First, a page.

By Sam Esogwa
The closedown of markets in Rivers State by Governor Nyesom Wike as part of measures to check the spread of corona virus may be a step in the direction for some residents, but for business owners, it is a bad omen or what is generally referred to in local parlance as “bad market”.
This is because they are finding it difficult to make sales now unlike in the past, coupled with the high cost of food stuff and its scarcity.
On Saturday, when the markets in Port Harcourt officially closed down, in line with the Rivers State governor’s directive, the few business owners who opened, such as canteen operators, shop owners, filling stations and fruit sellers in Diobu, usually a busy area, complained of poor sales and patronage as majority of the residents stayed back in their homes due to the covid-19 scare and shutting down of markets.
Charles Onyenyirionwu, a shop owner in Mile 3 who sells household items, said the situation did not only affect him but also affected all the sectors, adding that the people are suffering for a strange disease they did not know anything about.
“It is not affecting me alone but everybody. You can see the road, everywhere is dry. As you can see, some even still travelled today. And they’re complaining that they don’t know when they (government) will open the market. This issue of corona virus, I don’t know what is corona virus. It’s only God that knows what is corona virus and what is the sickness,” he said.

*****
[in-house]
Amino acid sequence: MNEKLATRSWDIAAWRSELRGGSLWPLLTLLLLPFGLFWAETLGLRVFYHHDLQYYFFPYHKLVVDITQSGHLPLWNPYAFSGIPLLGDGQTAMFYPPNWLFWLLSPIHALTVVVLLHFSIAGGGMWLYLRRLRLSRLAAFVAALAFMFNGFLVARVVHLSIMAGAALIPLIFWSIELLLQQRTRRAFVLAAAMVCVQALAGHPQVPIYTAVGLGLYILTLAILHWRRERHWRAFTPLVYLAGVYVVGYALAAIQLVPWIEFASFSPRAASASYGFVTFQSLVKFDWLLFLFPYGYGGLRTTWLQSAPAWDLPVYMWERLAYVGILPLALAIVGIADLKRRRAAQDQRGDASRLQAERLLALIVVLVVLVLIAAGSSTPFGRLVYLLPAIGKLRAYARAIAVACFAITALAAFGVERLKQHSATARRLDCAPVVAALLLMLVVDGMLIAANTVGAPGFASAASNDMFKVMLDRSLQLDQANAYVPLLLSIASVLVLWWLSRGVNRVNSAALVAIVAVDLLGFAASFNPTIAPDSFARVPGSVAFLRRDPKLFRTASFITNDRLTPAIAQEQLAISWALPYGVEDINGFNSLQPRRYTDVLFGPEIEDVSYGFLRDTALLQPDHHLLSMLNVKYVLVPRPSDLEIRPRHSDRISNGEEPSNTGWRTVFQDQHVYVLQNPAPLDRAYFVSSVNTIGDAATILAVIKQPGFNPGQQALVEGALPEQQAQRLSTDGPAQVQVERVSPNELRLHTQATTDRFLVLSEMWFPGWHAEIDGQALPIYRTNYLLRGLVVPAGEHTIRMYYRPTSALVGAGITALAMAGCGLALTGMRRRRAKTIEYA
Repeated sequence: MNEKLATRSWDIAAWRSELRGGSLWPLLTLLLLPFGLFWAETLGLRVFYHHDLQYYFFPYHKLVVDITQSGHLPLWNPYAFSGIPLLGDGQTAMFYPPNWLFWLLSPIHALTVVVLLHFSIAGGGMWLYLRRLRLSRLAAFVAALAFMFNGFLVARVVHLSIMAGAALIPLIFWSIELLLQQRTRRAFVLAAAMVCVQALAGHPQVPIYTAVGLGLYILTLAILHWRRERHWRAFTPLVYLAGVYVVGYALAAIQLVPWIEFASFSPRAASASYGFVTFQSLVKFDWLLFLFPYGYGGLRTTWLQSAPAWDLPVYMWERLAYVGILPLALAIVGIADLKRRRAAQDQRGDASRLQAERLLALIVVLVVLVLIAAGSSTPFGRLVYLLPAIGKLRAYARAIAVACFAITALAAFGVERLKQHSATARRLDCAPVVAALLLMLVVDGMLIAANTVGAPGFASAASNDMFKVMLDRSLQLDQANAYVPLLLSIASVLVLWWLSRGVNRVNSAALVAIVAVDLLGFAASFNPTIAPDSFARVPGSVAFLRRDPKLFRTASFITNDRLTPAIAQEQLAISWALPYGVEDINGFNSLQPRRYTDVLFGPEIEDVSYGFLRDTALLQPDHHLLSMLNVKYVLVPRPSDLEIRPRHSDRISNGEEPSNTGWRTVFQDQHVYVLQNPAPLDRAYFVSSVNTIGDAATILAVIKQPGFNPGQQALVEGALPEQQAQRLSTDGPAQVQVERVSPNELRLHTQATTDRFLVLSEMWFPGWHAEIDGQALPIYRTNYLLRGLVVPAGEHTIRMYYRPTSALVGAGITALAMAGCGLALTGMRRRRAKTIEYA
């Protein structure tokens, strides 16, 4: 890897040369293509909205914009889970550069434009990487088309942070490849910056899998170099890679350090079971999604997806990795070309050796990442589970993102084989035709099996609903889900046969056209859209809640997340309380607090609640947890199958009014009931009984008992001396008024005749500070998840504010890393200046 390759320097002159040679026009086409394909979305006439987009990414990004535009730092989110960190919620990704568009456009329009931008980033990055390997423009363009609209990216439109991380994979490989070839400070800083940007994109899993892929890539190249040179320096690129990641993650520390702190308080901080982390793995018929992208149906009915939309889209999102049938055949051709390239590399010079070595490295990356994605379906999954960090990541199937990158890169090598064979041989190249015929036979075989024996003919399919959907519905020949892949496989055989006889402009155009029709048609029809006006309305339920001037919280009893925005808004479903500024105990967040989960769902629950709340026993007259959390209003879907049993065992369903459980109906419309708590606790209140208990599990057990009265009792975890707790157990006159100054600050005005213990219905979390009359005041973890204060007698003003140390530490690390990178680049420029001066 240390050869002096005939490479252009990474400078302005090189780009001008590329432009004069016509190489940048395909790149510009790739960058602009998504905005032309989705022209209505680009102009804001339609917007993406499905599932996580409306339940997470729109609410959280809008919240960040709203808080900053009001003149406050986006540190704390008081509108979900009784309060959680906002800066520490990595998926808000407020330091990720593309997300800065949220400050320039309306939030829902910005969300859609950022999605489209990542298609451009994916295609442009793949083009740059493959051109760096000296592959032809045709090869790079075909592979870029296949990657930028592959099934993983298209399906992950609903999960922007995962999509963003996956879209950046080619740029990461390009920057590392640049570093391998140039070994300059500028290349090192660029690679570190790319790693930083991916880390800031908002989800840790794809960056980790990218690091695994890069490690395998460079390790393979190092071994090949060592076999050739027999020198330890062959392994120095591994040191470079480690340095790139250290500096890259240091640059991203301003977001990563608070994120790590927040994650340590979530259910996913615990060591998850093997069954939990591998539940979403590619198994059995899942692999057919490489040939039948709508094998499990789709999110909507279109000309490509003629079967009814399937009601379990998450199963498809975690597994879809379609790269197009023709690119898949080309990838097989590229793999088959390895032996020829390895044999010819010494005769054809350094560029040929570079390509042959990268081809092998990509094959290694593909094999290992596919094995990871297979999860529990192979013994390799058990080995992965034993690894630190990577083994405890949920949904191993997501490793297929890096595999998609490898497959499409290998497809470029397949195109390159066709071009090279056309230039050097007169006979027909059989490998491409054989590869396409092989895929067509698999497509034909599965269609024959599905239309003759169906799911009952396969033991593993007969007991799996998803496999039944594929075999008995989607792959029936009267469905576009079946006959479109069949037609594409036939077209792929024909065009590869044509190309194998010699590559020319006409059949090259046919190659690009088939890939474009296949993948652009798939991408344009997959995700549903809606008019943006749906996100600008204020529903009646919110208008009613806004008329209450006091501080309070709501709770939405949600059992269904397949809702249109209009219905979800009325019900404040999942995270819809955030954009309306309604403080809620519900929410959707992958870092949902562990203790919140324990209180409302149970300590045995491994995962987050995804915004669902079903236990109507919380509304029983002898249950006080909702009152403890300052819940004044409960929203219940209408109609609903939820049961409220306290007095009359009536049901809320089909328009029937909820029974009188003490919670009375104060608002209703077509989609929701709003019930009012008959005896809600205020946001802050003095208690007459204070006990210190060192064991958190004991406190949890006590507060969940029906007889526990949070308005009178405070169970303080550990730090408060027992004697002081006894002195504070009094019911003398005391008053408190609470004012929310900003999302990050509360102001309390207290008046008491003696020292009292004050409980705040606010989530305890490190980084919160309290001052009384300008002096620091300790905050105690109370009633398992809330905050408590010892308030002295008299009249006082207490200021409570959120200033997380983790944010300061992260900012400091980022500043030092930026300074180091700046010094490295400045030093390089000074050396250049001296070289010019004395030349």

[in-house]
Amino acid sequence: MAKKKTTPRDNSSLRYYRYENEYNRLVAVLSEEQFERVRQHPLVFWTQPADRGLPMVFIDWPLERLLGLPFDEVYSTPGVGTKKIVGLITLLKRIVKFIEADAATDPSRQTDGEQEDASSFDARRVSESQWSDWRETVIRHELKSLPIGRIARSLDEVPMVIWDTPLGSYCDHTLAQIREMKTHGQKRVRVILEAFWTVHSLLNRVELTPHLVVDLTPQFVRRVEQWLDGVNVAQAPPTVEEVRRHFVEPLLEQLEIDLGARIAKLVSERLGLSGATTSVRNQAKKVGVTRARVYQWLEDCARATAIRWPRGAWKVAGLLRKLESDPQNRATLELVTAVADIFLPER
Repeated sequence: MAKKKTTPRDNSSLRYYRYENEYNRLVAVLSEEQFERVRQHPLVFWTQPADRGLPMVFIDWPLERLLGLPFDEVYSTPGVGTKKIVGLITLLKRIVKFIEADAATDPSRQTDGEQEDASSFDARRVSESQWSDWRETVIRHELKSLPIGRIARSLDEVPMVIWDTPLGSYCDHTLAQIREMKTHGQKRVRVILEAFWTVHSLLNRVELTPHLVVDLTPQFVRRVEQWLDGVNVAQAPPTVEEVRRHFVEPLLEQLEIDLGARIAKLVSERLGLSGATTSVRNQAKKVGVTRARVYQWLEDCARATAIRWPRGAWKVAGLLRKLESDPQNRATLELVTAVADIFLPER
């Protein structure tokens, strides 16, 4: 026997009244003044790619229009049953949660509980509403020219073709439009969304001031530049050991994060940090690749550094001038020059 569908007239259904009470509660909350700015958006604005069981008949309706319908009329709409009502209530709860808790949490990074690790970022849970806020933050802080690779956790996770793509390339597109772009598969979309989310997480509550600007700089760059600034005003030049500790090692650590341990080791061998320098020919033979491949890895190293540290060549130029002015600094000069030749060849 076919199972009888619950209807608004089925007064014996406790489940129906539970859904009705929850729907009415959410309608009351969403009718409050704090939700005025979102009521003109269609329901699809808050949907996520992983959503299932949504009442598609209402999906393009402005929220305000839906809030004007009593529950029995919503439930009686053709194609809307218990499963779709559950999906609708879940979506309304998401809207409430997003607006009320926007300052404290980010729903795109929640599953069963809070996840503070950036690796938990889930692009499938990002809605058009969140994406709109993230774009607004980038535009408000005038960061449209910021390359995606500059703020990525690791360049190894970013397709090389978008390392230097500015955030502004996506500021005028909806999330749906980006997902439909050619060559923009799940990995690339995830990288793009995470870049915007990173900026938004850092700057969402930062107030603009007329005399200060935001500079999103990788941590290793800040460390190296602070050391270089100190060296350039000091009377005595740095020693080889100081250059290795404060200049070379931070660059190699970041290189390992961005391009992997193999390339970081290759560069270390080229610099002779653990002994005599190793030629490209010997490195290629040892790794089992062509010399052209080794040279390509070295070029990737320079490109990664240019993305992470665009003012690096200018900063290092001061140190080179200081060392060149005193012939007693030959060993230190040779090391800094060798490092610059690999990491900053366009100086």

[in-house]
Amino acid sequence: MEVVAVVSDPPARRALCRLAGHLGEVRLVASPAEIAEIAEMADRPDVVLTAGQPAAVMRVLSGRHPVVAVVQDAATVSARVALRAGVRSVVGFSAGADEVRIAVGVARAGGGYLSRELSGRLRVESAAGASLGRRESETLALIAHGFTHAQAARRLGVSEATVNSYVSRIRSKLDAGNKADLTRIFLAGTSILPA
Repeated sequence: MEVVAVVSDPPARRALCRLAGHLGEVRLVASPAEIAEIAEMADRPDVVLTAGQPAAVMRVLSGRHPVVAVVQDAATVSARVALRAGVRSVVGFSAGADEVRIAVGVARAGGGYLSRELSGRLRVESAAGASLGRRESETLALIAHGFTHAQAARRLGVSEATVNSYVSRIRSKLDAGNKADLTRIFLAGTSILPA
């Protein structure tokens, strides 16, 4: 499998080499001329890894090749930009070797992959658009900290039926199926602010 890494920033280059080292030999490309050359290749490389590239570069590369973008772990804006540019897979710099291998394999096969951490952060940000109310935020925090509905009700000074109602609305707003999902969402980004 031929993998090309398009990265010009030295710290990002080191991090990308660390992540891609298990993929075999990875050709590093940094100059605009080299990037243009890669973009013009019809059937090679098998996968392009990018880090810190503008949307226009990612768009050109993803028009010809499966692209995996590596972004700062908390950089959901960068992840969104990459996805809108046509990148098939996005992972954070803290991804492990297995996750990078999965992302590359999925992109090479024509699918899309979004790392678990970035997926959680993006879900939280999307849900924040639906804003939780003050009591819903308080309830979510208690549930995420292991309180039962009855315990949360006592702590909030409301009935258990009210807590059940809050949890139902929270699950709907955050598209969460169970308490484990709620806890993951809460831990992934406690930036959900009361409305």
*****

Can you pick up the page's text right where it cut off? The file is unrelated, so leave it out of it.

Charles said although he is not angry over the situation, the government should have tried to help the poor masses with relief materials or money to cushion the effect of the market shutdown.
He said: “I will not be annoyed about the government shutting down the market and whatever. It’s for our own good and benefit. Some people are not happy as government shut down their business and the market because they did not even bring anything to help the poor masses. The big men, it doesn’t concern them, even if you shut down everything. The government should find a way to help the people.”
A canteen operator, Madam Rose, also lamented over the effect of the market shutdown, adding that she did not make any meaningful sale on Saturday due to absence of people. She said the high cost of food stuff on Friday made things more difficult for them.
Another canteen owner in Diobu, Caroline Okike, confirmed the adverse impact of the lockdown of Mile 3 market, which she said made many of her customers not to come out. She said prices have gone through the roof.